The proposed WWI and WWII Memorials, that would stand as 20 metre towers, are a grandiose scale that if built would be detrimental to the recreational foreshore parklands, and impede the Griffin vista towards Mt Ainslie. This vista creates appreciation of the natural form of the mountain, as intended by Griffin and the open nature of the Vistas in both north and south directions.
The Land Axis and clear vista are fundamental, enduring elements of the 1912 winning design for the National Capital. The memorials would break the length of the Land Axis and narrow the width of Griffin’s ‘Parkway’ (Anzac Parade). Moreover the Lake foreshore is a horizontal, flat landscape that would be upset by the pronounced vertical towers.
Griffin envisaged that the city would develop around his parkway, using the lakeside gardens as a promenade between cultural and recreational facilities. He never wanted it to be overburdened by the memory of war.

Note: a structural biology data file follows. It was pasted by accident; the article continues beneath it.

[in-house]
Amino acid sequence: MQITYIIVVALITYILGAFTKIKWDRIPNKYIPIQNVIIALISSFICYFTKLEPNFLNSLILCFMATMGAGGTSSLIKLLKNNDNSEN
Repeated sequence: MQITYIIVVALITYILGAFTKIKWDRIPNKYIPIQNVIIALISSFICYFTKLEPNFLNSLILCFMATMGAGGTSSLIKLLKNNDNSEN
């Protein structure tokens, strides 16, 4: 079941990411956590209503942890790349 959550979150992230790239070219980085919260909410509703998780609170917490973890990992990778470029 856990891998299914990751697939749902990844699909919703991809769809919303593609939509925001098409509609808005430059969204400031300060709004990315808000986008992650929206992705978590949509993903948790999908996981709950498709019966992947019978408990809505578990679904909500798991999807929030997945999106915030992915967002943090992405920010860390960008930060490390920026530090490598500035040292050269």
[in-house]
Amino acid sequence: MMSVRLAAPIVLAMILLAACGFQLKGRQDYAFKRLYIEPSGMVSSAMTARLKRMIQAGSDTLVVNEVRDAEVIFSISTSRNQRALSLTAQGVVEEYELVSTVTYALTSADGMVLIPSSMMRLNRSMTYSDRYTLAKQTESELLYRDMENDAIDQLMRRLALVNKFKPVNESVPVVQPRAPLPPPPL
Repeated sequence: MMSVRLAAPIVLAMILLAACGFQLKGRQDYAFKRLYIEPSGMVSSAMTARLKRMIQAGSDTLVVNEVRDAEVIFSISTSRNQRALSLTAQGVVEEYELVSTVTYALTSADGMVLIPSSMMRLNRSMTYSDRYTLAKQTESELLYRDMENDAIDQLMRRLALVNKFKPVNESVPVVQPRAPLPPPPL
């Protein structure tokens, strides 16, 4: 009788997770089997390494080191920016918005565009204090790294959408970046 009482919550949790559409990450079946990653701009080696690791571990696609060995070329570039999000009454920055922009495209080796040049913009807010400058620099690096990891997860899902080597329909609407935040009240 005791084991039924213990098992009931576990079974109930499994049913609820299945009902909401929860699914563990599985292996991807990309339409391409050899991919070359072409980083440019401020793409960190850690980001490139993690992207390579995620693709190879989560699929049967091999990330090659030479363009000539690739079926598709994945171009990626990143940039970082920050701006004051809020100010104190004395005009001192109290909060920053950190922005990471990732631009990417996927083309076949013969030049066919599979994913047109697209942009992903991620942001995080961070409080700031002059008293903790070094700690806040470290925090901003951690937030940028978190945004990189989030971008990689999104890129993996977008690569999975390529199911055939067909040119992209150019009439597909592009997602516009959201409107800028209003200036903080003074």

On any sunny weekend a great many people and groups, including tourists, can be seen all over the terraces enjoying picnics, games, walking, cycling and sports. The ambience is conducive to these activities. One enjoys unhindered vistas to iconic buildings, structures, mountains and the passing scene on land and water. The towers and other structures of the war memorials would create an altogether different and much less enjoyable ambience and outlook, practically monopolising the site.
The presumption of a military theme displacing recreational, cultural and other national symbolic themes and achievements is unacceptable.
The Australian War Memorial at the foot of Mt Ainslie is perhaps the most memorable Vista in Canberra because it has a human scale, engages our emotions, and engages us with the dramatic natural form of the mountain. The building at the foot of the Mountain speaks honestly and nobly.
There is a great difference between memorialising the realities of war and monumentalising them. The siting and excessive size of the proposed monuments would diminish the Land Axis, Mt Ainslie and the Australian War Memorial.
The Walter Burley Griffin Society reaffirms its opposition to these memorials at the Rond Terraces near the foreshore of Lake Burley Griffin.